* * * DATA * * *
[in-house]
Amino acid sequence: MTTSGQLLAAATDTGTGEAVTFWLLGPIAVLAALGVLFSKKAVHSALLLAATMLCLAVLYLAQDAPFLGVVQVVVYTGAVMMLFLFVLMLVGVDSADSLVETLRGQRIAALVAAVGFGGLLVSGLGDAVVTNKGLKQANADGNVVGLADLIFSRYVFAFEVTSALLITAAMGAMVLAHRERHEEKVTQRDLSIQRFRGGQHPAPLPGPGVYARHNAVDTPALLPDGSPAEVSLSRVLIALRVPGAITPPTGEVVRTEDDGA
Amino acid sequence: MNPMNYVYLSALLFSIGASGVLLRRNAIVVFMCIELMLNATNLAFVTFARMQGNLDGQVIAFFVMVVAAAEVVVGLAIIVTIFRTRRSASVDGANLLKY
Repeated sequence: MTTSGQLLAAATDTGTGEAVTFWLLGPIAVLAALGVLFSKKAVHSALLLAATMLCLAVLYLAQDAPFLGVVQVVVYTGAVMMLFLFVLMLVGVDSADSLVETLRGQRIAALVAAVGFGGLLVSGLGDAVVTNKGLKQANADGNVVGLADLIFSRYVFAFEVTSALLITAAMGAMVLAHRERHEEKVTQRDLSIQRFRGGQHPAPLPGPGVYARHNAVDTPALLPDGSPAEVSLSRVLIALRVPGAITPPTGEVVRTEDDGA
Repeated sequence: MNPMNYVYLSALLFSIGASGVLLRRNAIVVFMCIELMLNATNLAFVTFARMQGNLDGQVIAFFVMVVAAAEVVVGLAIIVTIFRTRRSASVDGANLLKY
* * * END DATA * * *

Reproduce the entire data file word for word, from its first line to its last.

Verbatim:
[in-house]
Amino acid sequence: MTTSGQLLAAATDTGTGEAVTFWLLGPIAVLAALGVLFSKKAVHSALLLAATMLCLAVLYLAQDAPFLGVVQVVVYTGAVMMLFLFVLMLVGVDSADSLVETLRGQRIAALVAAVGFGGLLVSGLGDAVVTNKGLKQANADGNVVGLADLIFSRYVFAFEVTSALLITAAMGAMVLAHRERHEEKVTQRDLSIQRFRGGQHPAPLPGPGVYARHNAVDTPALLPDGSPAEVSLSRVLIALRVPGAITPPTGEVVRTEDDGA
Amino acid sequence: MNPMNYVYLSALLFSIGASGVLLRRNAIVVFMCIELMLNATNLAFVTFARMQGNLDGQVIAFFVMVVAAAEVVVGLAIIVTIFRTRRSASVDGANLLKY
Repeated sequence: MTTSGQLLAAATDTGTGEAVTFWLLGPIAVLAALGVLFSKKAVHSALLLAATMLCLAVLYLAQDAPFLGVVQVVVYTGAVMMLFLFVLMLVGVDSADSLVETLRGQRIAALVAAVGFGGLLVSGLGDAVVTNKGLKQANADGNVVGLADLIFSRYVFAFEVTSALLITAAMGAMVLAHRERHEEKVTQRDLSIQRFRGGQHPAPLPGPGVYARHNAVDTPALLPDGSPAEVSLSRVLIALRVPGAITPPTGEVVRTEDDGA
Repeated sequence: MNPMNYVYLSALLFSIGASGVLLRRNAIVVFMCIELMLNATNLAFVTFARMQGNLDGQVIAFFVMVVAAAEVVVGLAIIVTIFRTRRSASVDGANLLKY